It’s in with this austere, cornfield laden backdrop that the film’s central voyage emerges. Under the guidance of Professor Brand’s (Michael Caine) underground NASA, McConaughey and his scientist daughter Brand (Anne Hathaway) are sent into space to find humanity a new host planet. Going where no man has no gone before, the team must, as Caine reiterates in a true Nolan-es refrain, “do not go gentle into the good night”, and venture into a mysterious, time bending wormhole.
Unlike most sci-fi films, time travelling is far from the novel means of future transport from A to B. Here, the intricacies of time travel, black holes and quantum physics are central to the film and its dialogue. Whether or not it’s accurate is largely irrelevant. Nolan’s staple narrative tool as always been exposition, his films are firmly laid out to the audience without a touch of ambiguity, and here this approach is at it its most prominent. The relativity of time, conceivability of wormholes and ability to break the space time paradigm are spelled out to McConaughey, ignoring the fact he should probably know these things, with the clear intention of giving the viewer a stab at the film’s logistics even at a rudimentary level. These explanations could easily lapse in to tedious lectures eerily reminiscent of drab days in stuffy classrooms, but the seeming plausibility of Nolan’s futuristic world makes the space oddities abnormally intriguing rather than tedious chores.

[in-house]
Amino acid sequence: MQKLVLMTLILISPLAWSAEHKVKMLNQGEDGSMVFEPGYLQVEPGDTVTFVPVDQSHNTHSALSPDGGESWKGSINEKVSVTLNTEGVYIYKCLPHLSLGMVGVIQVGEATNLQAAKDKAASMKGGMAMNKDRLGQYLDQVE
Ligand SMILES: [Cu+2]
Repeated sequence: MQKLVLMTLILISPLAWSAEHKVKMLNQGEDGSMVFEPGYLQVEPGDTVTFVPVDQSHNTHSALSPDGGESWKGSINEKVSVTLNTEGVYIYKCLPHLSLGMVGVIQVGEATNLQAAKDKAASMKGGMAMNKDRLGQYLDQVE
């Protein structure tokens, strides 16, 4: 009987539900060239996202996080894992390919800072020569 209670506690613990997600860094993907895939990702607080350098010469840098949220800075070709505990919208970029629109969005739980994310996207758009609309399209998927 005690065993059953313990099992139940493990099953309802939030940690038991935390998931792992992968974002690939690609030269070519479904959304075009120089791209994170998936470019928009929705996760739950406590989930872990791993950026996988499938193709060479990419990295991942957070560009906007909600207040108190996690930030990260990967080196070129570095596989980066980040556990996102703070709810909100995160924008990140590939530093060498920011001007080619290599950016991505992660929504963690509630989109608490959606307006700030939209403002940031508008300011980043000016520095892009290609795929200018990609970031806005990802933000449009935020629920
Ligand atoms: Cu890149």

Just as Inception spelled out dreams within dreams and The Prestige clued us in on magic tricks, Interstellar uses science to bring us round to the film’s central journey. Of course attempting to explain concepts as brain jarring as the fifth dimension, the fourth is confusing enough, becomes increasingly jumbled towards the film’s end. The climactic half an hour ends up being truly perplexing. Just as you think you’ve mastered the logistics of worm holes, a plot hole twice the size opens up.